Mike Leach with a defense is a terrifying concept, like poisonous bees, snakes that can fly or sharks with legs.
Some things are scary enough without doing things they're not supposed to do. Leach's teams are never known for their defense. Before Leach installed his Air Raid offense at Texas Tech in 2000, spread offenses were still mostly a gimmick. Today, if you spun a wheel with all 130 FBS teams on it, odds are you'd land on a program that runs a spread attack.
"We're the other side of the ball to the Air Raid," Washington State defensive coordinator Alex Grinch told Sports on Earth this week. "I don't have many conversations like this, talking about our defense."
Grinch could be having plenty more soon. Washington State has a defense, and it's shaking up the entire Pac-12. Just ask USC, who put up season lows in points (27) and yards (327) against the Cougars last week. Wazzu handed the preseason national title contenders their first loss of the season and kicked down the door into the playoff discussion room.
Leach and Grinch have teamed up to push the 5-0 Cougars to No. 11 in both polls, on track to challenge the league's other preseason national title contender, Washington, for the Pac-12 North crown. They'll face another tough test this week at Oregon, which will host the Cougars on their first road trip of the season.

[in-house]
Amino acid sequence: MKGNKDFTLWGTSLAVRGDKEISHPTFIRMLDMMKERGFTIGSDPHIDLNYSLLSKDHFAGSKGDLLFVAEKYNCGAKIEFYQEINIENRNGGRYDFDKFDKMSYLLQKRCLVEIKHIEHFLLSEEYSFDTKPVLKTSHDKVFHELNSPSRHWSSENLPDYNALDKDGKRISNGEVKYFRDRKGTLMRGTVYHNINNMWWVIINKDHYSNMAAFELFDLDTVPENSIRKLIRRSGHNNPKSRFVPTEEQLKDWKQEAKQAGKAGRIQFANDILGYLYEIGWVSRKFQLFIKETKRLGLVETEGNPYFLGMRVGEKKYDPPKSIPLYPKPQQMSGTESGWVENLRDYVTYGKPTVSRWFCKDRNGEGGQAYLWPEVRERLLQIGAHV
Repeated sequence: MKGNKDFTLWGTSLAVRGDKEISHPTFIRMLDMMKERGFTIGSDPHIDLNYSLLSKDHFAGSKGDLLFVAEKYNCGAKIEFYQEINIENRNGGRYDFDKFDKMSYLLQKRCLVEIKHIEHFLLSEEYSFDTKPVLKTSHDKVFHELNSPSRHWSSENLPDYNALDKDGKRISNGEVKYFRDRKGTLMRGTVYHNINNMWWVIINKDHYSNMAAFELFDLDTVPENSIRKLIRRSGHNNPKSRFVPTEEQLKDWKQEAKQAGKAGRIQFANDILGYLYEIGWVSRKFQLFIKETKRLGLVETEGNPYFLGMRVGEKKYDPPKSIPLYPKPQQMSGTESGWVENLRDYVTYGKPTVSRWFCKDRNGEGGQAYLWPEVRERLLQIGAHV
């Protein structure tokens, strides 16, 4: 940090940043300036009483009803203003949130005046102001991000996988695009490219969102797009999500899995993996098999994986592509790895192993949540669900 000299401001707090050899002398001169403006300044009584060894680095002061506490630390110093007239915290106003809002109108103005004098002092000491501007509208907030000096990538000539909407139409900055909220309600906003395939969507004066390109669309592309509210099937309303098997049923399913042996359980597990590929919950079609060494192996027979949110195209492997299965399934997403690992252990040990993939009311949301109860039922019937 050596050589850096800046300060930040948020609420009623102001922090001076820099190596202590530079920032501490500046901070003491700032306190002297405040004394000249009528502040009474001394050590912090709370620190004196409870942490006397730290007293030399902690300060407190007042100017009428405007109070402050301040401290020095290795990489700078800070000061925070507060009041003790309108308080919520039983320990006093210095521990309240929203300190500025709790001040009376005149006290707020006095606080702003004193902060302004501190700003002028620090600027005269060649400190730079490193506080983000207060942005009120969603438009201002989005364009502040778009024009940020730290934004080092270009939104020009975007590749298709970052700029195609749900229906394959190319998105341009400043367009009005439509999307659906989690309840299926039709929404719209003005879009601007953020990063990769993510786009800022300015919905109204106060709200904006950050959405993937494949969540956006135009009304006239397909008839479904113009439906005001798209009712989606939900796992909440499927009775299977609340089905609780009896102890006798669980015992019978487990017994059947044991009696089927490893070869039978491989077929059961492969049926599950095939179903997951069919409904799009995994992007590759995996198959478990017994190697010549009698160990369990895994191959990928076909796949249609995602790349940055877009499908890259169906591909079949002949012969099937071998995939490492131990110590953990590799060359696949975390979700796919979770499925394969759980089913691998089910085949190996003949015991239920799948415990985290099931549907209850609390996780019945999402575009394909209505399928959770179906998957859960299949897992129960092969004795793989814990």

In Leach's first five seasons, his defense never ranked higher than 73rd in defensive yards per play. It ranks 19th this season. Bringing back nine starters from last year's team helps, led by defensive lineman Hercules Mata'afa, whose 10 tackles for loss rank fifth nationally.
"We hit a stride mid to late last year and we improved from there," Leach said. "I think some of that has to do with the fact we played a bunch of young guys and now they've at least got some game experience behind them and they built on that and they knew their role in the offseason. They've just continued to elevate."
You can thank Grinch for that. A 31-13 loss to rival Washington in the 2014 finale ended a third consecutive losing season for Leach on the Palouse. He fired defensive coordinator Mike Breske and went on the hunt, eyeing big names with experience.
Six weeks later, he ended up bringing aboard Grinch, then a 34-year-old safeties coach from Missouri who he'd never met previously and had never coordinated a defense. Grinch had been eyeing a move up after a pair of SEC East titles and 23 wins at Mizzou in the previous two seasons. He casually mentioned his interest to David Yost, a former Missouri coordinator who had been coaching inside receivers on Leach's staff. Yost promised to mention his name to Leach, and a few days later, Grinch was on a plane to Pullman.
"If you talk to coach Leach, you know part of it was just finding your opportunities to speak when you're around him," Grinch said. "As much as anything, I was just a good listener."
Leach was impressed enough to end his lengthy search. Grinch couldn't ask for a better spot. He wasn't being hired by a defensive veteran to run his defense. He wasn't trying to rebuild a disastrous situation at a small school.